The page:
Oculomotor nerve

The oculomotor nerve is the third of 12 pairs of cranial nerves in the brain. This nerve is responsible for eyeball and eyelid movement. This nerve follows the olfactory and optic nerves, in addition to the preceding trochlear, trigeminal, abducens, facial, vestibulocochlear, ghlossopharyngeal, vagus, accessory, and hypoglossal nerves. This nerve involves two separate components, each of which has a distinct function. The somantic motor component supplies four extraocular muscles in the eye and the upper eyelid's levator palpebrae superioris with motor fibers. It controls the muscles that allow for visual tracking and fixation by the eye. The visceral motor component controls parasympathetic innervation of the ciliary muscles and constrictor papillae, aiding in accommodation and papillary light reflexes. This nerve can become paralyzed in a condition known as oculomotor nerve palsy. This condition can result from multiple sclerosis or other demyelinating diseases, direct trauma, uncal herniation or increased intercranial pressure, space-occupying lesions such as brain cancer, microvascular disease such as diabetes, or spontaneous subarachnoid hemorrhage such as a berry aneurysm. The oculomotor nerve is responsible for most eye and eyelid movements, though the trochlear nerve and abducens nerve also contribute to eye movement.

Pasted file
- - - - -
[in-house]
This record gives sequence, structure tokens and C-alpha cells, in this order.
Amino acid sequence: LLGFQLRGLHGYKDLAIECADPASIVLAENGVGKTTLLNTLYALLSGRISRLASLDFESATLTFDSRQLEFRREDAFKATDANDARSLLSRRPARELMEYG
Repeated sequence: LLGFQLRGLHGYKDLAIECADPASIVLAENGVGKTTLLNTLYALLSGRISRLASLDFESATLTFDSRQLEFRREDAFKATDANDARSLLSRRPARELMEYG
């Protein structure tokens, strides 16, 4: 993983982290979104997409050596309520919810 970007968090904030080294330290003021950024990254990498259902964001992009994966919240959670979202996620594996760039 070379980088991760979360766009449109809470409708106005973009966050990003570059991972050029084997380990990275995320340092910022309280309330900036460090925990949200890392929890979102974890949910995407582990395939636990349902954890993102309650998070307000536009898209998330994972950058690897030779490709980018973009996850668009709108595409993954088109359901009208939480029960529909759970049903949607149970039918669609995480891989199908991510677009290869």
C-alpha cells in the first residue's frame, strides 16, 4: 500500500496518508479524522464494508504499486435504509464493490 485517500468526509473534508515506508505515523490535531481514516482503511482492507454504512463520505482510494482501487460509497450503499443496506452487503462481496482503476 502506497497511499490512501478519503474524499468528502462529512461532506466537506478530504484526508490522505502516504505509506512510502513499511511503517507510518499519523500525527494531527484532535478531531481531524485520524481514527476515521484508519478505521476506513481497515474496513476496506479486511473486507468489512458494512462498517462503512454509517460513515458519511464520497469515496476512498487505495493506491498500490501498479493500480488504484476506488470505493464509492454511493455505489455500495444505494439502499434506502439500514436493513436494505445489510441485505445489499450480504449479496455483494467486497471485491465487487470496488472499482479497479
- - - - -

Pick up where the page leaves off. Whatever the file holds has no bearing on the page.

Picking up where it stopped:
Written and medically reviewed by the Healthline Editorial Team
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In Depth: Oculomotor nerve

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